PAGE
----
Cronenberg handles the material expertly, as expected. His early career was defined by iconically evocative imagery and gore, chaotic morality and surrealism. Recently, since Spider (2002), Cronenberg’s career has shifted and his pictures, while still thematically and philosophically thethered to the rest of his career, have grown more refined… in a sense. Visually, his direction has become more subtle, more understated and he seems now to be working at leaving his imprint on more traditionally constructed films. I don’t believe Cronenberg’s films have gotten worse or boring, and in fact he’s made some of his greatest films in recent years, it’s just that there has been an undeniable change in the focus of his work. To that end, A Dangerous Method is sort of a perfect amalgamation of early- and recent- career Cronenberg, where he is able to speak directly to his previous psychosexual notions but rather than express them through vicious phallic growths and gaping wounds, he is doing so by internalizing sexually complicated emotions in his characters and watching them behave with, essentially, the same manic horror that is seen in his earlier work though it is necessarily subdued by societal constructs. Get it? Cronenberg is making Freud’s mental aparatus the structure around which he builds his film. This is the case in the behaviour and reactions of the characters, but he makes it even more explicit in his characterization of the three prominent doctors in the film where Otto Gross represents the Id, Jung is the Ego and Freud is the Super-ego. This is a brilliant and strikingly naturalistic way to compose the relationship of these three doctors, though Cassel’s Otto Gross perhaps pushes the conceit a little too far and the character’s slobbering, obsessive deviency reveals Cronenberg’s hand a bit too much. A various points throughout, Cronenberg uses a dePalmaesque effect of shooting a close-up of a person in the foreground, while placing another in the background and pulling deep focus to make both foreground and background a focal point, which evokes certain psychoanalytic notions of the interplay between the conscious and the unconscious mind.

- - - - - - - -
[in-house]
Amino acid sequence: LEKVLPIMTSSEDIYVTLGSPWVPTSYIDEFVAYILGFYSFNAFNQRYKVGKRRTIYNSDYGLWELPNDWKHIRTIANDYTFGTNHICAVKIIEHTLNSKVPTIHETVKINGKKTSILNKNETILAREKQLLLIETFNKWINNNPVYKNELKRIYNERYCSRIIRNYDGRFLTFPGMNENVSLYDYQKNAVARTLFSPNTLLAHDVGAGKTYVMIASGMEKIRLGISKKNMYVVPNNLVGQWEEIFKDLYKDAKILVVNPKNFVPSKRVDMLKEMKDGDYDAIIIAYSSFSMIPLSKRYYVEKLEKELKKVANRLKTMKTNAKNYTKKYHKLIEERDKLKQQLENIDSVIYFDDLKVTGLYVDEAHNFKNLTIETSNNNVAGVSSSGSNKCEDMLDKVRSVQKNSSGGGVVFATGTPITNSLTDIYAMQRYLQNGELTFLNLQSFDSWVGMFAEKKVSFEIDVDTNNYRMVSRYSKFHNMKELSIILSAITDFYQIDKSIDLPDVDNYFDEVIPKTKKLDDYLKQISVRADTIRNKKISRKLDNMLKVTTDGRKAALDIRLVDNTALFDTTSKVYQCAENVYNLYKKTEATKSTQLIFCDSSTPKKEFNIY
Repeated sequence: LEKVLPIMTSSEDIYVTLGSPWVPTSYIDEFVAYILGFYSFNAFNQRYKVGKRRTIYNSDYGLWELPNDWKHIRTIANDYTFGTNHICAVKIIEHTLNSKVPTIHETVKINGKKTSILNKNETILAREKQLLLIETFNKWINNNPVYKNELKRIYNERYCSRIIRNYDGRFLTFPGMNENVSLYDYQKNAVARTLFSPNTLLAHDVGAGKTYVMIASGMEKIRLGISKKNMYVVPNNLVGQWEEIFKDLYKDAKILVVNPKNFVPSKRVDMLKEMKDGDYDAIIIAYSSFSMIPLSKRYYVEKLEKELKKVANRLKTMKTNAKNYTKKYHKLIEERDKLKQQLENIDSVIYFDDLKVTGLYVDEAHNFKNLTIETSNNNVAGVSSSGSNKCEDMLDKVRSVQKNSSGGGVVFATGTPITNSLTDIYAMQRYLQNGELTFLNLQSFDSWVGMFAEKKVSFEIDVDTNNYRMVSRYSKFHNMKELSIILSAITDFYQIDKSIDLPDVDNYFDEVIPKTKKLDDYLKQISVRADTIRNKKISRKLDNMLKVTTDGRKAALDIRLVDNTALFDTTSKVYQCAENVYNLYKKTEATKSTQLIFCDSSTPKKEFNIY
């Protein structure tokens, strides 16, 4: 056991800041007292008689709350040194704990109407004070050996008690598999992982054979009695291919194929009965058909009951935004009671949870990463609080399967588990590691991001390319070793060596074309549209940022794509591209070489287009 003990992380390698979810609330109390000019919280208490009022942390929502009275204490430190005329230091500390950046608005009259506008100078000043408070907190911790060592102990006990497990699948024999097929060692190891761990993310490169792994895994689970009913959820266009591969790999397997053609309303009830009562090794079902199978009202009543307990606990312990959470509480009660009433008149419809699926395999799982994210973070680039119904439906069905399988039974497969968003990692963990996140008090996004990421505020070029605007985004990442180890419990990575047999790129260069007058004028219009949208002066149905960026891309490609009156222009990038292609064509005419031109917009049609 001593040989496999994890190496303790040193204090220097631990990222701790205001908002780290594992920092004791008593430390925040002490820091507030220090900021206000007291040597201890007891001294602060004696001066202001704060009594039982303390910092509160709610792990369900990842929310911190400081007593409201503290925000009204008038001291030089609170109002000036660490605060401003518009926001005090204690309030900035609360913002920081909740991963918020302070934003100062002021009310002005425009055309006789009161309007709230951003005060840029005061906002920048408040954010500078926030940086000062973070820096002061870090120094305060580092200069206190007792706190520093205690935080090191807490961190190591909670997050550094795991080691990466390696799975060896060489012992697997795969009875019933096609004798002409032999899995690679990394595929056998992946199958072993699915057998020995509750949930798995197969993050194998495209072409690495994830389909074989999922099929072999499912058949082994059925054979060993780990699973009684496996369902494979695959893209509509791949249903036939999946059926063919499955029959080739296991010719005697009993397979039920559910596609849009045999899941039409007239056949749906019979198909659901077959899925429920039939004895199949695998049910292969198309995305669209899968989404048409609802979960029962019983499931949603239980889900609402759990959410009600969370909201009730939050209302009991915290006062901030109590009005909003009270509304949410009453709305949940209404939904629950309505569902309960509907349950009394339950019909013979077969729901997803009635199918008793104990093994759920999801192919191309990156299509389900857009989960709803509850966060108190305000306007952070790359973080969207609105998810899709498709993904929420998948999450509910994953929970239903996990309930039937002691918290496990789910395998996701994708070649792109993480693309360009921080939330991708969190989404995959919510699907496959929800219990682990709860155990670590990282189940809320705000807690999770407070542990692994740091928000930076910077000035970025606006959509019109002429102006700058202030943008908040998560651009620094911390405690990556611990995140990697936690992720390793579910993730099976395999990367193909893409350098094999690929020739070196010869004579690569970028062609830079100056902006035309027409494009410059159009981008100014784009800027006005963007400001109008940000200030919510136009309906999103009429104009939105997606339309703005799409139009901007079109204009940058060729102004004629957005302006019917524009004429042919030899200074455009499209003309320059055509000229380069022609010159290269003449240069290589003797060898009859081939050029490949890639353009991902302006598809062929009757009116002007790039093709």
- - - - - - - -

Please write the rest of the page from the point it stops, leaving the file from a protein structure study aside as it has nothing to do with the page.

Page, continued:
A Dangerous Method is one of those films that proves that a “true story” is a meaningless thing for a film to boast. Jung, Freud and Spielrein were real and their relationship was complicated, but Cronenberg proves that by using them symbolically their story can be so much more useful. This film is gorgeously shot and smartly performed; Michael Fassbender plays Jung as plucky and too serious, and Viggo Mortensen smartly plays Freud with a kernel of sarcasm and a kernel of sadness. Cronenberg covers enormous ground in thsi film from beginning to end, but the material never feels unclear. There’s an amazing emotional energy that evolves in the most fascinating way, relationships build and crash with the slightest word or gesture, and beneath the surface that each character tries to maintain, there is a torrent of insecurity and self doubt.